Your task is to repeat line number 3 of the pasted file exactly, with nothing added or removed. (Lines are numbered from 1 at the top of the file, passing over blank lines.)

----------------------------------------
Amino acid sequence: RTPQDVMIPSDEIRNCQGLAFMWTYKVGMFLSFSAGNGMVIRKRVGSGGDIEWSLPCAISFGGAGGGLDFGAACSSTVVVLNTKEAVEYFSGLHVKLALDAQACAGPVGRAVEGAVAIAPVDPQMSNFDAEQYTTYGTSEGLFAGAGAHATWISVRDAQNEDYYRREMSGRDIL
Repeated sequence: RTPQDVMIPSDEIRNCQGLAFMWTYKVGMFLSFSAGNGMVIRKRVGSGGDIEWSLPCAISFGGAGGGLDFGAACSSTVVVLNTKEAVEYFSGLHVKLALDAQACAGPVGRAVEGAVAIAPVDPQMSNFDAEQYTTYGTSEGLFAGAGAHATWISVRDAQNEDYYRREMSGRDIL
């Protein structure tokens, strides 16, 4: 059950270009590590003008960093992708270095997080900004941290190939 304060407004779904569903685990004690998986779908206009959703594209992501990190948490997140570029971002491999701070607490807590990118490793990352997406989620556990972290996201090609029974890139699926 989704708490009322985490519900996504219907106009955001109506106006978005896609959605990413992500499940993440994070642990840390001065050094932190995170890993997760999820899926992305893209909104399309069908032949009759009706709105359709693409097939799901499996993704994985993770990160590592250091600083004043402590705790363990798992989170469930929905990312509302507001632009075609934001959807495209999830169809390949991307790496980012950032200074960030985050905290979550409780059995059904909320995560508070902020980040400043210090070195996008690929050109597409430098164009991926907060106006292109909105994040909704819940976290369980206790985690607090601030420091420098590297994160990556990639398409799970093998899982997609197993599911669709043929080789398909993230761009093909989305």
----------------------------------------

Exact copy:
């Protein structure tokens, strides 16, 4: 059950270009590590003008960093992708270095997080900004941290190939 304060407004779904569903685990004690998986779908206009959703594209992501990190948490997140570029971002491999701070607490807590990118490793990352997406989620556990972290996201090609029974890139699926 989704708490009322985490519900996504219907106009955001109506106006978005896609959605990413992500499940993440994070642990840390001065050094932190995170890993997760999820899926992305893209909104399309069908032949009759009706709105359709693409097939799901499996993704994985993770990160590592250091600083004043402590705790363990798992989170469930929905990312509302507001632009075609934001959807495209999830169809390949991307790496980012950032200074960030985050905290979550409780059995059904909320995560508070902020980040400043210090070195996008690929050109597409430098164009991926907060106006292109909105994040909704819940976290369980206790985690607090601030420091420098590297994160990556990639398409799970093998899982997609197993599911669709043929080789398909993230761009093909989305």